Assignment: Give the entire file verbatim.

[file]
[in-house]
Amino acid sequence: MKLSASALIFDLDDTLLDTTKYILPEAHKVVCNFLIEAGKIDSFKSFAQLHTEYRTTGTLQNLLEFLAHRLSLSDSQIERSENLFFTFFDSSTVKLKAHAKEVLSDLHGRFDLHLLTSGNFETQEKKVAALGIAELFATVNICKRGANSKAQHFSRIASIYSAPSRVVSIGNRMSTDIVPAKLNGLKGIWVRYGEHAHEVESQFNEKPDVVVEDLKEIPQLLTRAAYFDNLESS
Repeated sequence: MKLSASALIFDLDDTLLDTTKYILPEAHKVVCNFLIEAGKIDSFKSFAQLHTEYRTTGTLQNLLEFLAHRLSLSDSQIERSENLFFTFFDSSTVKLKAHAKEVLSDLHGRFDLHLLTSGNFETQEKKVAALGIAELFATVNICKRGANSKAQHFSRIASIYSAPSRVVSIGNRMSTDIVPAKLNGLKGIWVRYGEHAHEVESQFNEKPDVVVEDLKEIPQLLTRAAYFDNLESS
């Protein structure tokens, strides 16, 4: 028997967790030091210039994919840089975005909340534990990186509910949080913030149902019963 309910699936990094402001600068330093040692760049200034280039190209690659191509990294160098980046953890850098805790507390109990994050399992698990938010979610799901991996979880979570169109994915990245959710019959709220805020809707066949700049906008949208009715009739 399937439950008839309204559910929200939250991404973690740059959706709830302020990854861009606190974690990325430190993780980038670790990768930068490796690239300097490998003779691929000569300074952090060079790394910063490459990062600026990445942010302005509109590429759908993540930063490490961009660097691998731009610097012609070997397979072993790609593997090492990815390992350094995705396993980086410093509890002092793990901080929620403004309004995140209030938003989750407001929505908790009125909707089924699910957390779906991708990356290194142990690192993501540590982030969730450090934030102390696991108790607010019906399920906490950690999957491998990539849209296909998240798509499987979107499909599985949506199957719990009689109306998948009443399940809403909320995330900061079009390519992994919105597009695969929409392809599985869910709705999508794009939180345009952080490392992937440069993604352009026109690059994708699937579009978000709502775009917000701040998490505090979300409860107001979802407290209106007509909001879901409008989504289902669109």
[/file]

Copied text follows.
[in-house]
Amino acid sequence: MKLSASALIFDLDDTLLDTTKYILPEAHKVVCNFLIEAGKIDSFKSFAQLHTEYRTTGTLQNLLEFLAHRLSLSDSQIERSENLFFTFFDSSTVKLKAHAKEVLSDLHGRFDLHLLTSGNFETQEKKVAALGIAELFATVNICKRGANSKAQHFSRIASIYSAPSRVVSIGNRMSTDIVPAKLNGLKGIWVRYGEHAHEVESQFNEKPDVVVEDLKEIPQLLTRAAYFDNLESS
Repeated sequence: MKLSASALIFDLDDTLLDTTKYILPEAHKVVCNFLIEAGKIDSFKSFAQLHTEYRTTGTLQNLLEFLAHRLSLSDSQIERSENLFFTFFDSSTVKLKAHAKEVLSDLHGRFDLHLLTSGNFETQEKKVAALGIAELFATVNICKRGANSKAQHFSRIASIYSAPSRVVSIGNRMSTDIVPAKLNGLKGIWVRYGEHAHEVESQFNEKPDVVVEDLKEIPQLLTRAAYFDNLESS
């Protein structure tokens, strides 16, 4: 028997967790030091210039994919840089975005909340534990990186509910949080913030149902019963 309910699936990094402001600068330093040692760049200034280039190209690659191509990294160098980046953890850098805790507390109990994050399992698990938010979610799901991996979880979570169109994915990245959710019959709220805020809707066949700049906008949208009715009739 399937439950008839309204559910929200939250991404973690740059959706709830302020990854861009606190974690990325430190993780980038670790990768930068490796690239300097490998003779691929000569300074952090060079790394910063490459990062600026990445942010302005509109590429759908993540930063490490961009660097691998731009610097012609070997397979072993790609593997090492990815390992350094995705396993980086410093509890002092793990901080929620403004309004995140209030938003989750407001929505908790009125909707089924699910957390779906991708990356290194142990690192993501540590982030969730450090934030102390696991108790607010019906399920906490950690999957491998990539849209296909998240798509499987979107499909599985949506199957719990009689109306998948009443399940809403909320995330900061079009390519992994919105597009695969929409392809599985869910709705999508794009939180345009952080490392992937440069993604352009026109690059994708699937579009978000709502775009917000701040998490505090979300409860107001979802407290209106007509909001879901409008989504289902669109």